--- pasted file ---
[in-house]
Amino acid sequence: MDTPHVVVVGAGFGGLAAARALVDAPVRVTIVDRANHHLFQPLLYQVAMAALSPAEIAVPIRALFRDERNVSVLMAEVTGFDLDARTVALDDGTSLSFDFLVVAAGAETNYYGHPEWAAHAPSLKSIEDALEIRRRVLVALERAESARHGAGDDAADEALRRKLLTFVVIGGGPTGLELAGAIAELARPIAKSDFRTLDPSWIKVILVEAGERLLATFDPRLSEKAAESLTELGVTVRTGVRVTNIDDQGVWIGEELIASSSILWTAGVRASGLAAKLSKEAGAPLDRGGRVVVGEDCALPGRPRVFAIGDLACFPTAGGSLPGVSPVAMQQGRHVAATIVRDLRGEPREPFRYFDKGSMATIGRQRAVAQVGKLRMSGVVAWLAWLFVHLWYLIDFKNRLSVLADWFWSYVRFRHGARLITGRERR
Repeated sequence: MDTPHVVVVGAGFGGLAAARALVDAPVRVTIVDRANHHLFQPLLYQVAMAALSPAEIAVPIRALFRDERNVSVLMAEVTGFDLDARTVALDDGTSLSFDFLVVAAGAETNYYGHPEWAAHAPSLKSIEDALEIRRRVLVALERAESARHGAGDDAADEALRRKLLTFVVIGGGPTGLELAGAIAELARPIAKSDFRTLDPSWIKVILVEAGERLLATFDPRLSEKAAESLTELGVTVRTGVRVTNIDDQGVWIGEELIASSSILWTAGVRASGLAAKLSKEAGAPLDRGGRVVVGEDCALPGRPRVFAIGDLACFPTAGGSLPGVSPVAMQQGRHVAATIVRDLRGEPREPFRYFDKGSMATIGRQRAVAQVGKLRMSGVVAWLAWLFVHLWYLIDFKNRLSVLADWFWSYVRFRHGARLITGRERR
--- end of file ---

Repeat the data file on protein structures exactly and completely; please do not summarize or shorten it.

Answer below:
[in-house]
Amino acid sequence: MDTPHVVVVGAGFGGLAAARALVDAPVRVTIVDRANHHLFQPLLYQVAMAALSPAEIAVPIRALFRDERNVSVLMAEVTGFDLDARTVALDDGTSLSFDFLVVAAGAETNYYGHPEWAAHAPSLKSIEDALEIRRRVLVALERAESARHGAGDDAADEALRRKLLTFVVIGGGPTGLELAGAIAELARPIAKSDFRTLDPSWIKVILVEAGERLLATFDPRLSEKAAESLTELGVTVRTGVRVTNIDDQGVWIGEELIASSSILWTAGVRASGLAAKLSKEAGAPLDRGGRVVVGEDCALPGRPRVFAIGDLACFPTAGGSLPGVSPVAMQQGRHVAATIVRDLRGEPREPFRYFDKGSMATIGRQRAVAQVGKLRMSGVVAWLAWLFVHLWYLIDFKNRLSVLADWFWSYVRFRHGARLITGRERR
Repeated sequence: MDTPHVVVVGAGFGGLAAARALVDAPVRVTIVDRANHHLFQPLLYQVAMAALSPAEIAVPIRALFRDERNVSVLMAEVTGFDLDARTVALDDGTSLSFDFLVVAAGAETNYYGHPEWAAHAPSLKSIEDALEIRRRVLVALERAESARHGAGDDAADEALRRKLLTFVVIGGGPTGLELAGAIAELARPIAKSDFRTLDPSWIKVILVEAGERLLATFDPRLSEKAAESLTELGVTVRTGVRVTNIDDQGVWIGEELIASSSILWTAGVRASGLAAKLSKEAGAPLDRGGRVVVGEDCALPGRPRVFAIGDLACFPTAGGSLPGVSPVAMQQGRHVAATIVRDLRGEPREPFRYFDKGSMATIGRQRAVAQVGKLRMSGVVAWLAWLFVHLWYLIDFKNRLSVLADWFWSYVRFRHGARLITGRERR